Current town-gown tension harkens back to Civil War, Mudd exhibit shows
“You can no more keep loyal and disloyal students together in the College of New Jersey, without producing collision and disturbance, than you can bring fire and powder together without producing ignition and explosion,” Casey’s letter to Maclean read.
He argued that with such a large conflict facing the nation, disputes like this between students should be excusable. Though Princeton was not a battleground during the Civil War, it witnessed quite a few collisions of its own.
These tensions are captured in the new Civil War exhibit in the Seeley G. Mudd Library. Titled “Your True Friend and Enemy: Princeton and the Civil War,” the exhibit honors the 150th anniversary of the nation’s largest internal conflict. As one of the most profound moments in American history, the war changed the town and how it functioned both socially and economically, explained University Archivist and Curator of Public Policy Papers Daniel Linke.
The exhibit focuses on the hostilities that developed during the Civil War and the lasting effects of the war on the University and surrounding area. Known as the most southern of the northern colleges, the College of New Jersey attracted many students from the South, creating conflict within the student body. As the war flared, geographic origin became a contentious characteristic.
In one student’s end-of-year autograph book, a classmate signed, “Your true friend and enemy.” Linke said that these words embody “how the Civil War really fractured the college.”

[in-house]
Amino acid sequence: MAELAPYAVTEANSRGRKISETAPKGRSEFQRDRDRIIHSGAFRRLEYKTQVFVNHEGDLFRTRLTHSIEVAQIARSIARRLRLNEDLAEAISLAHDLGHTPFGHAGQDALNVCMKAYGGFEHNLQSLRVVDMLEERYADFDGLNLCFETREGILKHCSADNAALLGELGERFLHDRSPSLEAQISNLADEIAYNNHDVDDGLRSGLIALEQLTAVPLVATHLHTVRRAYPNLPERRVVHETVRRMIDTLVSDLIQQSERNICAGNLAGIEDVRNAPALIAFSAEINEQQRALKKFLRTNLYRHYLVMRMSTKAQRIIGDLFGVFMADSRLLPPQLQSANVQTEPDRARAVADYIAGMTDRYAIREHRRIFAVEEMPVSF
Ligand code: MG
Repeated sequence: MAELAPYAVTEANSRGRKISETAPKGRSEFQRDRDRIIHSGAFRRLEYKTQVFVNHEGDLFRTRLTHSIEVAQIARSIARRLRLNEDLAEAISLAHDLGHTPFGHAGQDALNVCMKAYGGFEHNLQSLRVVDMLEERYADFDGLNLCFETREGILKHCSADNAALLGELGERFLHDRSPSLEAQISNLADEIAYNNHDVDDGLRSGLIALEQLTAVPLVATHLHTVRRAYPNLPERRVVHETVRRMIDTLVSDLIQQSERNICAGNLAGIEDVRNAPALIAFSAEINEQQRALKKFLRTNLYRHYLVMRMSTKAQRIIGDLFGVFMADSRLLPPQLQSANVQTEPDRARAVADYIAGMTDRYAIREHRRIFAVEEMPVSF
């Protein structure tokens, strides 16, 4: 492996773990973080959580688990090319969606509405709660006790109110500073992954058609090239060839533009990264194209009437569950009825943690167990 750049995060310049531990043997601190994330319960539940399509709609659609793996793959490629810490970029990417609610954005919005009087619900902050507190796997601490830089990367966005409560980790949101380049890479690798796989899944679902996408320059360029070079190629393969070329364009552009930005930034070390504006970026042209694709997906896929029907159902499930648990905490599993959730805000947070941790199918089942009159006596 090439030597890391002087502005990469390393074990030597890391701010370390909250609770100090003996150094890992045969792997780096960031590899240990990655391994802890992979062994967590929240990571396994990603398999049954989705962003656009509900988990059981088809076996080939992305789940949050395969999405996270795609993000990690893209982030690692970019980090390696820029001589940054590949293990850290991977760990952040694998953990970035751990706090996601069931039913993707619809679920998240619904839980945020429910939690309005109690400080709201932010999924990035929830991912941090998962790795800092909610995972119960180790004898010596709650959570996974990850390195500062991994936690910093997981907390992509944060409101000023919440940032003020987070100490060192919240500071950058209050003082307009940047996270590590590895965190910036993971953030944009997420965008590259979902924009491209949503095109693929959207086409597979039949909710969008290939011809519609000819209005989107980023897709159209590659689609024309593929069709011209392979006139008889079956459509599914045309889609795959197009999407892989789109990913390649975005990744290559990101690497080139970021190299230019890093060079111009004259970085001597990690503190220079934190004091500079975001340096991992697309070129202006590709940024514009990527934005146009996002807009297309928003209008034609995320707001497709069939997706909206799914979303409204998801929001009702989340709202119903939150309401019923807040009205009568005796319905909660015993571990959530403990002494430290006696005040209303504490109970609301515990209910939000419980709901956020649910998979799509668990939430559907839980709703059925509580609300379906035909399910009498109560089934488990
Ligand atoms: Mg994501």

One of the exhibit’s cases shows photographs of students and alumni — many from the same graduating year — in the military uniforms of each of the opposing sides.
But despite the national conflict, the exhibit shows that a sense of continuity of lifestyle remained at the college.
“Life goes on and students still have to study their Latin and Greek, and they’re still putting out their publications, still playing baseball and still marching in the bands,” Linke said.
The legacy of the divisions on campus during the war led the University to begin one of its most storied traditions: Reunions.
“One of the legacies of the Civil War is the fact that because the University welcomed back all alumni regardless of which side they fought for, it fostered the spirit that manifested itself into the creation of Reunions,” Linke said.
To this day, clues throughout the campus point to the University’s efforts to unify its student body in the wake of the conflict. On Nassau Hall’s Memorial Wall, names of students who died fighting for both the Union and the Confederacy are listed side by side. Other Ivy League institutions, by contrast, only list the names of students who fought for the Union on their Civil War memorials.
The exhibit opened on Sept. 17 and will be open until June 1, 2013.
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